Hyperthermal techniques are spreading as an alternative to conventional surgery for cancer removal. A real-time temperature feedback can be used to adjust the treatment settings, in order to improve the clinical outcomes. In this paper, we experimentally assessed the feasibility for distributed temperature monitoring of a custom probe, which consists of a needle embedding six fiber Bragg gratings (FBGs). Since FBGs are also sensitive to strain, we focused on the analysis of the measurement error (artifact) caused by respiratory movements. We assessed the artifact both on ex vivo pig liver and lung (by mimicking the movement of these organs caused by respiration) and on in vivo trial on pig liver. Lastly, we proposed an algorithm to detect and minimize the artifact during ex vivo liver laser ablation. During both ex vivo and in vivo trials, the probe insertion within the organ was easy and safe. The artifact was significant (up to 3 °C), but the correction algorithm allows minimizing the error. The main advantages of the proposed probe are: 1) spatially resolved temperature monitoring (in six points of the tissue by inserting a single needle) and 2) the needle is magnetic resonance (MR)-compatible, hence can be used during MR-guided procedure. Even if the model is close to humans, further trials are required to investigate the feasibility of the probe for clinical applications. © 2001-2012 IEEE.

Error of a temperature probe for cancer ablation monitoring caused by respiratory movements: Ex vivo and in vivo analysis

Polimadei, A.;Caponero, M.A.
2016

Abstract

Hyperthermal techniques are spreading as an alternative to conventional surgery for cancer removal. A real-time temperature feedback can be used to adjust the treatment settings, in order to improve the clinical outcomes. In this paper, we experimentally assessed the feasibility for distributed temperature monitoring of a custom probe, which consists of a needle embedding six fiber Bragg gratings (FBGs). Since FBGs are also sensitive to strain, we focused on the analysis of the measurement error (artifact) caused by respiratory movements. We assessed the artifact both on ex vivo pig liver and lung (by mimicking the movement of these organs caused by respiration) and on in vivo trial on pig liver. Lastly, we proposed an algorithm to detect and minimize the artifact during ex vivo liver laser ablation. During both ex vivo and in vivo trials, the probe insertion within the organ was easy and safe. The artifact was significant (up to 3 °C), but the correction algorithm allows minimizing the error. The main advantages of the proposed probe are: 1) spatially resolved temperature monitoring (in six points of the tissue by inserting a single needle) and 2) the needle is magnetic resonance (MR)-compatible, hence can be used during MR-guided procedure. Even if the model is close to humans, further trials are required to investigate the feasibility of the probe for clinical applications. © 2001-2012 IEEE.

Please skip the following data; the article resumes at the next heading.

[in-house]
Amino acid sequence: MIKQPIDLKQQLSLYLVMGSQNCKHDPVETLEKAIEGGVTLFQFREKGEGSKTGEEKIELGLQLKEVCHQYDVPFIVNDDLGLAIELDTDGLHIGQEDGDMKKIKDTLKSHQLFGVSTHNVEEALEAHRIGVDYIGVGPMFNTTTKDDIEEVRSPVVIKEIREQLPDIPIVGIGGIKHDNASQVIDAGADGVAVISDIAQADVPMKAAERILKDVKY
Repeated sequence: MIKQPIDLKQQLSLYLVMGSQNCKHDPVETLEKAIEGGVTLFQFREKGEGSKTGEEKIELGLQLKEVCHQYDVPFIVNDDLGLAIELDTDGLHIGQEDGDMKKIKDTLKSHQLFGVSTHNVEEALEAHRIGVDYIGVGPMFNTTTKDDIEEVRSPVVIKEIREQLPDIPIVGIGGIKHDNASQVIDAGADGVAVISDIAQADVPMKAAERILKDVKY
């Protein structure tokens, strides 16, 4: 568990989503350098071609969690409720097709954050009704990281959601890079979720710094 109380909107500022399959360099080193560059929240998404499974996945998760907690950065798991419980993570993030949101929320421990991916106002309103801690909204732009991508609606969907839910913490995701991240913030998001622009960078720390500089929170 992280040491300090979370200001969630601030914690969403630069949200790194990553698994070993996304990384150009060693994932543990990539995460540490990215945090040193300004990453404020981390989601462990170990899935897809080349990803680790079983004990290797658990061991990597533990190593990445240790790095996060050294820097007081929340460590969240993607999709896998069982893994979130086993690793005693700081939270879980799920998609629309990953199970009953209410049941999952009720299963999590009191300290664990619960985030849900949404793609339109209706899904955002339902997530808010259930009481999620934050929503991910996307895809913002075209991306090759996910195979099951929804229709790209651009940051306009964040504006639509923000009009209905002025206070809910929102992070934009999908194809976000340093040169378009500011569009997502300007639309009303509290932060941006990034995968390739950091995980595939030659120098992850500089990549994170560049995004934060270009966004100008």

fiber Bragg grating sensors;fiber optic sensors;respiratory movements;Cancer ablation;temperature measurements
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Utilizza questo identificativo per citare o creare un link a questo documento: https://hdl.handle.net/20.500.12079/1055
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